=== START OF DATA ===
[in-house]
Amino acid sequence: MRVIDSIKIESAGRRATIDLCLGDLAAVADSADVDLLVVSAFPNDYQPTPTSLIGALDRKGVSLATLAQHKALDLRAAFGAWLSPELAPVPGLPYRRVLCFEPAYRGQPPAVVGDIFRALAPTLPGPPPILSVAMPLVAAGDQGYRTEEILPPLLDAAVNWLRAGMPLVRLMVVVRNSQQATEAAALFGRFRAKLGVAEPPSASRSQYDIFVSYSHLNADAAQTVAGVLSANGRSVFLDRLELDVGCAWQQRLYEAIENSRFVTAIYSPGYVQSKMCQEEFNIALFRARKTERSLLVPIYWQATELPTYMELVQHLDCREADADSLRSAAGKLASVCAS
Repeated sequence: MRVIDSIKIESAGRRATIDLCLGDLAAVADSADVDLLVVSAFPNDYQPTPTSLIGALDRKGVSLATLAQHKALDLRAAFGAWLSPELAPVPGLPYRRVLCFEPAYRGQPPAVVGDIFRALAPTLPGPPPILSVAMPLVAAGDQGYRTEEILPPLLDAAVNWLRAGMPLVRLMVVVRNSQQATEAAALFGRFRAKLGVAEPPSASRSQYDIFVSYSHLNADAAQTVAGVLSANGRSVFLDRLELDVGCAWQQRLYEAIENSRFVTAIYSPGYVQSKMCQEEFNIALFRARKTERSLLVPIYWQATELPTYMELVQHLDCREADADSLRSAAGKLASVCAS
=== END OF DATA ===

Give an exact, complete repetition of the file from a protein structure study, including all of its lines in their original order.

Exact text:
[in-house]
Amino acid sequence: MRVIDSIKIESAGRRATIDLCLGDLAAVADSADVDLLVVSAFPNDYQPTPTSLIGALDRKGVSLATLAQHKALDLRAAFGAWLSPELAPVPGLPYRRVLCFEPAYRGQPPAVVGDIFRALAPTLPGPPPILSVAMPLVAAGDQGYRTEEILPPLLDAAVNWLRAGMPLVRLMVVVRNSQQATEAAALFGRFRAKLGVAEPPSASRSQYDIFVSYSHLNADAAQTVAGVLSANGRSVFLDRLELDVGCAWQQRLYEAIENSRFVTAIYSPGYVQSKMCQEEFNIALFRARKTERSLLVPIYWQATELPTYMELVQHLDCREADADSLRSAAGKLASVCAS
Repeated sequence: MRVIDSIKIESAGRRATIDLCLGDLAAVADSADVDLLVVSAFPNDYQPTPTSLIGALDRKGVSLATLAQHKALDLRAAFGAWLSPELAPVPGLPYRRVLCFEPAYRGQPPAVVGDIFRALAPTLPGPPPILSVAMPLVAAGDQGYRTEEILPPLLDAAVNWLRAGMPLVRLMVVVRNSQQATEAAALFGRFRAKLGVAEPPSASRSQYDIFVSYSHLNADAAQTVAGVLSANGRSVFLDRLELDVGCAWQQRLYEAIENSRFVTAIYSPGYVQSKMCQEEFNIALFRARKTERSLLVPIYWQATELPTYMELVQHLDCREADADSLRSAAGKLASVCAS